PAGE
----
The hotness of heaven can be to a certain extent precisely calculated. In reality, from the moon, heaven gets the same amount of heat as the earth gets from the sun, and additionally forty nine times as much as the earth receives from the sun, or in total fifty times. Thus the radiation striking heaven will heat up the heaven till the point where the heat lost by radiation is equivalent to the heat obtained by radiation. Put differently, heaven drops off 50 times the quantity of heat as the earth by radiation.

According to the fourth power law for radiation derived by Stefan-Boltzmann (H/E) 4 = 50; where E is the unconditional temperature of the earth which is 300°K, and H is the fixed temperature of heaven which is 798°.

Since the precise hotness of hell cannot be calculated it is assumed to be less than 444.6°C, at which temperature sulfur converts into a gaseous form from liquid form. Thus we can conclude that heaven is hotter than hell because of the temperatures.

1st Law of Thermodynamics


The matter of using thermodynamics to the hypothesis of hell, in efforts to corroborate or controvert, in a modern human thermodynamic logic is a modern view. Thermodynamics presumes that humans are particles, complete, unadulterated, and trouble-free, synchronized by the laws of chemical thermodynamics similar to all other molecules in an established chemical system. This understanding straight away gives rise to a lot of issues which actually require a near total revolution to define and comprehend of constituting a human and living. Any new person in this subject will surely inquire as to whether a human molecule has a soul.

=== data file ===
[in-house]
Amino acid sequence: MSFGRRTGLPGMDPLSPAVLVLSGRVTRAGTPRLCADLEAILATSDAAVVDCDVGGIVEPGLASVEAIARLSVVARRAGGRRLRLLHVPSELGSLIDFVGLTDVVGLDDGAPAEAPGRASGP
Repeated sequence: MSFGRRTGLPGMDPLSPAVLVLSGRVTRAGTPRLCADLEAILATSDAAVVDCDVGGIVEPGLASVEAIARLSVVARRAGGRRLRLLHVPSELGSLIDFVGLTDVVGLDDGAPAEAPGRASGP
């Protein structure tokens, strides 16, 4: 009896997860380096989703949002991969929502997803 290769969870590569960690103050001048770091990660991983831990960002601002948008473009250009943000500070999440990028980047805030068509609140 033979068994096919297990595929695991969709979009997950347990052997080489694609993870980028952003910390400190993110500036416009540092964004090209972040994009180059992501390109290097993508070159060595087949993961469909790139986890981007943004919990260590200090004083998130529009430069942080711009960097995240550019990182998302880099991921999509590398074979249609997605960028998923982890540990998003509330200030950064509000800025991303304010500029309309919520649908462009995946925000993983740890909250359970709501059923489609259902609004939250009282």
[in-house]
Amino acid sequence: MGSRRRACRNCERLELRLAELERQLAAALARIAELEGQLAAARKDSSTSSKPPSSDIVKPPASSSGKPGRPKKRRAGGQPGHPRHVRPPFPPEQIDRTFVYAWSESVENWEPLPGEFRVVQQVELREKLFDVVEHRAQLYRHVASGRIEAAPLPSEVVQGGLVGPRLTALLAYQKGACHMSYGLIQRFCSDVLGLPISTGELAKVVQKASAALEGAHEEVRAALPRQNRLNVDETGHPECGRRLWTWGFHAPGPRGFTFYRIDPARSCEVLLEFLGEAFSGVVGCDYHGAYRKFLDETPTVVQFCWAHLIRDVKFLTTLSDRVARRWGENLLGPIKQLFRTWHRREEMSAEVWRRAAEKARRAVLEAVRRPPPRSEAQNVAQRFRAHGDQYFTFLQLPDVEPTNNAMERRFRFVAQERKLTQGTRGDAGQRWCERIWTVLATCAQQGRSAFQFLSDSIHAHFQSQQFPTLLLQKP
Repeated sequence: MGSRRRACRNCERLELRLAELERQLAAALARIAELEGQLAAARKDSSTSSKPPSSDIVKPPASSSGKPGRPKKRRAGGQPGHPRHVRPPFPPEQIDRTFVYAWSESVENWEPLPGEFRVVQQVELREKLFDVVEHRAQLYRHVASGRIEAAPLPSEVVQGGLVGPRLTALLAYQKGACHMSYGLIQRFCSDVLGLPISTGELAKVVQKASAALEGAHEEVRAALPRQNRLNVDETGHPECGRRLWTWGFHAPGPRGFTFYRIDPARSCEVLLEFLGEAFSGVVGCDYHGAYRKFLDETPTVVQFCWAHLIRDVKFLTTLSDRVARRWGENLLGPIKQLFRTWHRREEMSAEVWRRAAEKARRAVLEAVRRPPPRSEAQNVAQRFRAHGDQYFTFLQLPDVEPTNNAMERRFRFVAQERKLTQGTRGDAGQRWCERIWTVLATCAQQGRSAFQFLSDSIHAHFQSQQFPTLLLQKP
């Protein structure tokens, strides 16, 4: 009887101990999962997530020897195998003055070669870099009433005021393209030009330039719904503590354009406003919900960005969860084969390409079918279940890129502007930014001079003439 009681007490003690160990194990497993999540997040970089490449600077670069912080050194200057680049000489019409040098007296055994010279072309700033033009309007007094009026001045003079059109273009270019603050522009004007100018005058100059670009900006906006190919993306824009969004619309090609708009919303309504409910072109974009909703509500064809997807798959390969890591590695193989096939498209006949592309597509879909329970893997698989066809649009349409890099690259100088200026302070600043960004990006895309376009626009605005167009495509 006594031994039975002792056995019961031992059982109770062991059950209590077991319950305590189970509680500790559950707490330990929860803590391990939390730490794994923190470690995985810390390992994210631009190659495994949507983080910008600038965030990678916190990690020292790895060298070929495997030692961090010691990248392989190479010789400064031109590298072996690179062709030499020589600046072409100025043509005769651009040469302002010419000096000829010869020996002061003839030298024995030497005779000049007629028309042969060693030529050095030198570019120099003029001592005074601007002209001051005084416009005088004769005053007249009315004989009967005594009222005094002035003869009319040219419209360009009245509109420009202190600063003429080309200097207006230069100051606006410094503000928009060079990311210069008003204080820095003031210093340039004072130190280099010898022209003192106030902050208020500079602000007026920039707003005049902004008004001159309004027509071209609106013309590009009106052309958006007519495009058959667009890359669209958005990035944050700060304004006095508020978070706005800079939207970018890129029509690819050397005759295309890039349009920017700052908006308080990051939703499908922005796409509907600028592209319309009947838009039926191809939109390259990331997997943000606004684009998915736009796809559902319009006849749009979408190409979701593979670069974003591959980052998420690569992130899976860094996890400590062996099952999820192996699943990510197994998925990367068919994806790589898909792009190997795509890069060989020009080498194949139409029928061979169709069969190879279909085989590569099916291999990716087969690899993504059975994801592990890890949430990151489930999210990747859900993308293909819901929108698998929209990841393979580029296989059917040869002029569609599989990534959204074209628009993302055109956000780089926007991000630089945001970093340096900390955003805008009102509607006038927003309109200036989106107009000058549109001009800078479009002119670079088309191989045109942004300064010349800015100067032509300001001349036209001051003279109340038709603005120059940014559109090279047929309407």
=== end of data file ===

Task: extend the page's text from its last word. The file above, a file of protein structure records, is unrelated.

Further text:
Therefore modern theory will have to find answers to a lot of questions. For instance it has to be found out as to what takes place when the basic molecules making up a human being move about in the cosmos and later on stop moving meaning dead. Does an individual’s entire activities and progress be it good or bad, affect the motion of the universe. If so, how can this be clarified in terms of the 1st law of thermodynamics?


Tom Benson - First Law of Thermodynamics

John C. Holden - Heaven is Hotter than Hell

Sadi-Carnot - Thermodynamics of Hell

Sommerfeld, Arnold. (1956). Thermodynamics and Statistical Mechanics: Lectures on Theoretical Physics (pg. 19). Vol. V., trans. by Joseph Kestin, Academic Press.